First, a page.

College of Liberal Arts 2020 Best Master’s Thesis
Congratulations Kari Spector on winning the College of Liberal Arts 2020 Best Master’s Thesis.
In her thesis research, Kari analyzed data obtained from Deaf-parented elementary school-aged children who can hear, referred to as Koda. The participants are fluent in English and American Sign Language (ASL), also known as bimodal bilinguals.
She studied their narratives, focusing on code-blending and semantic propositions. She found that the children were more likely to produce single-sign code-blends with verbs as opposed to nouns, similar to what previous studies have found with adults. She also found cases where children produced multi-sign code-blends containing more than one verb. This could be a verb and depictive verb blended in the same utterance, two separate verbs blended in the same sentence, or verb repetition in which speech matched the aspectual morphology of the sign. The results echo findings on bimodal bilingual toddlers—as the children increase in age, the amount of code-blended utterances increases as well.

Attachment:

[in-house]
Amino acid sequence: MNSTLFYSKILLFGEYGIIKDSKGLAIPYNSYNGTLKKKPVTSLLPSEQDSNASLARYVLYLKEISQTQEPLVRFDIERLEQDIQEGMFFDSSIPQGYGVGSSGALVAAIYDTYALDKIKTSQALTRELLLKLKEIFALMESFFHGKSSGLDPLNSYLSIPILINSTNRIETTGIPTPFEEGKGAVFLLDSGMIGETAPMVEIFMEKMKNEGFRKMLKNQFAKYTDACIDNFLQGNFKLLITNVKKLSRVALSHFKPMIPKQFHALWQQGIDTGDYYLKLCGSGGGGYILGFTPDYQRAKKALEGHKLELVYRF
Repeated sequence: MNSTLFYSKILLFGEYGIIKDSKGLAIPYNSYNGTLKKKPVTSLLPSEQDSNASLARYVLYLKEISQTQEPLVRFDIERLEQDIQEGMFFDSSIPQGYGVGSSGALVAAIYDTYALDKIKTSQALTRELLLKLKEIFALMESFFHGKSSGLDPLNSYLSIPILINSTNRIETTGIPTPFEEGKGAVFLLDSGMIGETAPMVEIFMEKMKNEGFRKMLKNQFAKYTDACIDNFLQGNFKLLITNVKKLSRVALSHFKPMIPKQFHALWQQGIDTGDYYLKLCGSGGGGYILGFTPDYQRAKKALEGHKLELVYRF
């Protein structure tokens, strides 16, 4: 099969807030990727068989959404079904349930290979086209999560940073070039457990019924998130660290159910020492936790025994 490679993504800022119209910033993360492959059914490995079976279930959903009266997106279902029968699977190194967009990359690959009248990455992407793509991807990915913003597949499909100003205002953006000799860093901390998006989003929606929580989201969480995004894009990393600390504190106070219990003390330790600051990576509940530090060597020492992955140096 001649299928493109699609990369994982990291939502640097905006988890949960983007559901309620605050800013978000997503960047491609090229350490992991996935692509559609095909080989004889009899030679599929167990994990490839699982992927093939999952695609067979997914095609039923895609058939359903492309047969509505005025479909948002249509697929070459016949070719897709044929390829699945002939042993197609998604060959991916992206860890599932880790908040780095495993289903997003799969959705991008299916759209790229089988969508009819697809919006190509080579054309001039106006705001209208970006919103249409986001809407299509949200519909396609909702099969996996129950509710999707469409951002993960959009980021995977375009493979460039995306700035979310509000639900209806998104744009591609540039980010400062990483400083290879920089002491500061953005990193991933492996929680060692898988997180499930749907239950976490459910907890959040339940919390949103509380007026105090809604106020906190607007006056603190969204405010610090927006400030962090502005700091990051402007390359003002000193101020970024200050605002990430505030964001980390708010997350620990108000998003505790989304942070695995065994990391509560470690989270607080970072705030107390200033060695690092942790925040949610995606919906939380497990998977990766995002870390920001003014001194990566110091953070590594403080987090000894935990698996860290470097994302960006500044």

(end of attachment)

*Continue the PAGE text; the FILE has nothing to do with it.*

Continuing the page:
Kari recently presented her thesis research with Dr. Wanette Reynolds at the Theoretical Issues in Sign Language Research conference in Hamburg, Germany (pictured).